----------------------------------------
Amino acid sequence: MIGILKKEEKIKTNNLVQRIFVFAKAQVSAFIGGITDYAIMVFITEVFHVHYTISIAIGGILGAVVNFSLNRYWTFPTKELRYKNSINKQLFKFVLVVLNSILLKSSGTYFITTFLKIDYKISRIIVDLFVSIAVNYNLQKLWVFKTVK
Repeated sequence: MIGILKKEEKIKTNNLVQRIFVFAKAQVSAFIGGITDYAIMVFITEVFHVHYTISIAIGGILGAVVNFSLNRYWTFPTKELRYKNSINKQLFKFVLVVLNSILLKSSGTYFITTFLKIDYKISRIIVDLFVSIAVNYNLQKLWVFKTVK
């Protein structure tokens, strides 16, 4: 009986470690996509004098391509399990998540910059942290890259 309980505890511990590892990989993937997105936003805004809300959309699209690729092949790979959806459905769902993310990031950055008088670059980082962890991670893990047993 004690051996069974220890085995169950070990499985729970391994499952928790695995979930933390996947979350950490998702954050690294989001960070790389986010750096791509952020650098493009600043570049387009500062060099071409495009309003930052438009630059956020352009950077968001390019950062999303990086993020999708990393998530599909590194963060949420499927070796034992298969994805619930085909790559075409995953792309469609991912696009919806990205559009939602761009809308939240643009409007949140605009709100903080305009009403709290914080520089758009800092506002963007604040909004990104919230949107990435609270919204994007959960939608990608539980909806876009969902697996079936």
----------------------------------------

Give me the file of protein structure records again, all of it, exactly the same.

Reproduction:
Amino acid sequence: MIGILKKEEKIKTNNLVQRIFVFAKAQVSAFIGGITDYAIMVFITEVFHVHYTISIAIGGILGAVVNFSLNRYWTFPTKELRYKNSINKQLFKFVLVVLNSILLKSSGTYFITTFLKIDYKISRIIVDLFVSIAVNYNLQKLWVFKTVK
Repeated sequence: MIGILKKEEKIKTNNLVQRIFVFAKAQVSAFIGGITDYAIMVFITEVFHVHYTISIAIGGILGAVVNFSLNRYWTFPTKELRYKNSINKQLFKFVLVVLNSILLKSSGTYFITTFLKIDYKISRIIVDLFVSIAVNYNLQKLWVFKTVK
């Protein structure tokens, strides 16, 4: 009986470690996509004098391509399990998540910059942290890259 309980505890511990590892990989993937997105936003805004809300959309699209690729092949790979959806459905769902993310990031950055008088670059980082962890991670893990047993 004690051996069974220890085995169950070990499985729970391994499952928790695995979930933390996947979350950490998702954050690294989001960070790389986010750096791509952020650098493009600043570049387009500062060099071409495009309003930052438009630059956020352009950077968001390019950062999303990086993020999708990393998530599909590194963060949420499927070796034992298969994805619930085909790559075409995953792309469609991912696009919806990205559009939602761009809308939240643009409007949140605009709100903080305009009403709290914080520089758009800092506002963007604040909004990104919230949107990435609270919204994007959960939608990608539980909806876009969902697996079936």